Tillmans’ in-depth exploration of the abstract potential of photography began with a number of non-representational group of works, including the ‘Blushes’ and ‘Mental Pictures’ images, both from 2000, and the ‘Freischwimmer’ pictures, inaugurated in 2001, as well as the Griefbar pictures inaugurated in 2014, examples of which can be found in the permanent collections of the Museum of Modern Art, New York; Tate, London; and the Städel Museum, Frankfurt am Main.
Wolfgang Tillmans (B. 1968), Freischwimmer 207, executed in 2012. This work is number one from an edition of one plus one artist's proof. Overall: 71⅜ x 93¾ in (181 x 238 cm). Estimate: £180,000-250,000. This lot is offered in Post-War and Contemporary Art Evening Auction on 6 March 2019 at Christie’s in London
Produced entirely in the darkroom, the Freischwimmer works are created without camera or negative, and are the result of the manipulation of light sources by the artist over photosensitive paper. The title of these works refers to the first certificate awarded to children in Germany when they are learning to swim, but also translates as ‘swimming freely’, which speaks to the fluidity of these pieces. In May 2017 Freischwimmer 102 (above), executed in 2004, sold for $403,500 at Christie’s in New York.
Wolfgang Tillmans (b. 1968), Still Life Grays Inn Road I, photographed in 1999 and printed in 2000. 19⅞ x 23⅞ in. Estimate: £40,000-60,000. This work is one of seven works included in the lot. The print is number one from an edition of three plus one artist's proof. Offered in the Post-War and Contemporary Art Day Auction on 7 March at Christie's London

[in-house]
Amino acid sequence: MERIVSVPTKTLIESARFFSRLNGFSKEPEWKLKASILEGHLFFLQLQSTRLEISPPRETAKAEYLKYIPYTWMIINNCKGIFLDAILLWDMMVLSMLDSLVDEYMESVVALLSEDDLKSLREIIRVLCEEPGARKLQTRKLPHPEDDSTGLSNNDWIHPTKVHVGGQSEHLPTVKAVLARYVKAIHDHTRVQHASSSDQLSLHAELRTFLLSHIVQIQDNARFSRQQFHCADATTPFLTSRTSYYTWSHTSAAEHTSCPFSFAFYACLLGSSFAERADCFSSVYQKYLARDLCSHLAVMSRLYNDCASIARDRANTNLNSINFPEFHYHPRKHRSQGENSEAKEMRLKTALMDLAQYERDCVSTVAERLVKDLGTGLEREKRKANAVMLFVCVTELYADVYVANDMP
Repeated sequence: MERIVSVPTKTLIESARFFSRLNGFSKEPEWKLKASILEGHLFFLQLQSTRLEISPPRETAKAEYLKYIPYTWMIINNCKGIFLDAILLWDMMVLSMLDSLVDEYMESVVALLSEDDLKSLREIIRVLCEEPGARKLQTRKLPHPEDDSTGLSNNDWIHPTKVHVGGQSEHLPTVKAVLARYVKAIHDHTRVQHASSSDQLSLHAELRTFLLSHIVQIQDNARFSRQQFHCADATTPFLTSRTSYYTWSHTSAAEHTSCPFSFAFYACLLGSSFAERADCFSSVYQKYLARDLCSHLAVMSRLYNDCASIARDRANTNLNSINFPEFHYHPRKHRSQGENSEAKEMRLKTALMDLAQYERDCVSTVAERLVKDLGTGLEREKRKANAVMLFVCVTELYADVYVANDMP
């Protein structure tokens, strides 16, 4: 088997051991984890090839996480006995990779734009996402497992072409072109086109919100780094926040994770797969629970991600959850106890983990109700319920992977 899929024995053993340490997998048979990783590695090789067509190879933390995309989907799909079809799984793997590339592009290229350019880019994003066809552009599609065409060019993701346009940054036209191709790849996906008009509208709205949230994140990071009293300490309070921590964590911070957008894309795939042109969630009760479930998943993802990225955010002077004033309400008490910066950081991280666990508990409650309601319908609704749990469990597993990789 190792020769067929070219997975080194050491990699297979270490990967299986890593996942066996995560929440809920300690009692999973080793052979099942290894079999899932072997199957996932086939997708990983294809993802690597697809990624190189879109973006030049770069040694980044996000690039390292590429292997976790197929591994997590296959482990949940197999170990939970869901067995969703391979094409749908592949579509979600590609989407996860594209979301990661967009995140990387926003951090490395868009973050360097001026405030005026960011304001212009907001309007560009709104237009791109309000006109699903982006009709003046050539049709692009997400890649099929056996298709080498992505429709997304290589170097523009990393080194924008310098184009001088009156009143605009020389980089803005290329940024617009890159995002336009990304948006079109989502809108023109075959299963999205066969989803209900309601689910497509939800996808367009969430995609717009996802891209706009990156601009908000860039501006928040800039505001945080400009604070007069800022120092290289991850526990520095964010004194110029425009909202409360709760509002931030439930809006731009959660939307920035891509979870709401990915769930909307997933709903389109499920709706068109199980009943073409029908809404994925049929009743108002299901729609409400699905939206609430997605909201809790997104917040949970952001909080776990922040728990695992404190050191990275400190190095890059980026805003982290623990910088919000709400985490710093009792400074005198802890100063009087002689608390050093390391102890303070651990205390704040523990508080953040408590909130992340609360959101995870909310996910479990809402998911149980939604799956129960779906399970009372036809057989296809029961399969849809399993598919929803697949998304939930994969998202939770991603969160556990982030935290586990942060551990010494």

AIDS and Tillmans’ relationship with Jochen Klein
Tillmans is often described as an artist who makes ordinary things look extraordinary, although he would argue the opposite. He believes that ordinary things are extraordinary, if only people would take the time to look at them.
This hyper-awareness of the world around him is something he attributes to his own sense of mortality; he grew up in the 1980s with the threat of the spreading of the HIV virus, and his lover, the painter Jochen Klein, died from AIDS related complications in 1997. His pictures, however light and joyous, are always made with that reality in mind.
The first non-Brit to win the Turner Prize in 2000
At the time of his win the press described Tillmans as ‘a German-born artist living in Britain’ — a bit of a mouthful, but one that he’s used to now. He won the Turner Prize for an installation of photographs arranged on the gallery walls, an unpretentious aesthetic that has continued.
His exhibition at Tate Britain three years later was titled if one thing matters, everything matters and reflected this egalitarian vision. ‘In photography I like to assume exactly the unprivileged position,’ he said, ‘the position everybody can take, who chooses to sit at an airplane window or chooses to climb a tower.’
Wolfang Tillmans (b. 1969), JAL, photographed in 1997 and printed in 1997. C-print. 21½ x 14½ in (54.6 x 36.8 cm). This work is number two from an edition of three plus one artist’s proof. Estimate: £15,000-20,000. Offered in the Post-War and Contemporary Art Day Auction on 7 March at Christie’s London
From Bethnal Green to Berlin: Between Bridges
Between Bridges began in 2006 as a not-for-profit exhibition space in Bethnal Green, East London, before relocating to Berlin in 2014. It is now a foundation devoted to the advancement of democracy, international understanding, the arts and LGBT rights.
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More recently the Foundation has been vocal in its support of the European Union. ‘It’s now the duty of us all,’ he wrote recently, ‘to defend the pillars of the free world order that was created over the last 70 years.’